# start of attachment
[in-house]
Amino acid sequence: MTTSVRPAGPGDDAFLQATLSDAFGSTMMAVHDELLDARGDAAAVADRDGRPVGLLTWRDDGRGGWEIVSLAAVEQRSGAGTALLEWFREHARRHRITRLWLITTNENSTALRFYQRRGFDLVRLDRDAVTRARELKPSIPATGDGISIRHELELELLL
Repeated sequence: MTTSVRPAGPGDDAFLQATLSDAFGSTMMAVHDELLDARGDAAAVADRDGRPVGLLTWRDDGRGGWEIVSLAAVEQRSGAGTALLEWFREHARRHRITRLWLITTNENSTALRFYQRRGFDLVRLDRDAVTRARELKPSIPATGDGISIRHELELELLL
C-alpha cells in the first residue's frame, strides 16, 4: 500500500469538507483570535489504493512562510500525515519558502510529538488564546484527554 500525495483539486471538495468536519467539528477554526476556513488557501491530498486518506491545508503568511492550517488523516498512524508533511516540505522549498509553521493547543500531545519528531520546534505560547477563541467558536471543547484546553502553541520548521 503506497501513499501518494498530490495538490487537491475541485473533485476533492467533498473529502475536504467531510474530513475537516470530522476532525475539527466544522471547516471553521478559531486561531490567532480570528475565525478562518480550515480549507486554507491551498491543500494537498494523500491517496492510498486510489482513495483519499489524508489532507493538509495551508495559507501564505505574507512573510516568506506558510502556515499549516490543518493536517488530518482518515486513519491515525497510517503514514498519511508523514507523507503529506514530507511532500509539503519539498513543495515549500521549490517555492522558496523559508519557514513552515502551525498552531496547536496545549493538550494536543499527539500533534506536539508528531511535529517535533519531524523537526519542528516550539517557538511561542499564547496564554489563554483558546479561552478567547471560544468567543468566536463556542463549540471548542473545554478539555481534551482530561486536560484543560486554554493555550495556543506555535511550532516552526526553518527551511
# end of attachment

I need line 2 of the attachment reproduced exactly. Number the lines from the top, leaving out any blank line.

Amino acid sequence: MTTSVRPAGPGDDAFLQATLSDAFGSTMMAVHDELLDARGDAAAVADRDGRPVGLLTWRDDGRGGWEIVSLAAVEQRSGAGTALLEWFREHARRHRITRLWLITTNENSTALRFYQRRGFDLVRLDRDAVTRARELKPSIPATGDGISIRHELELELLL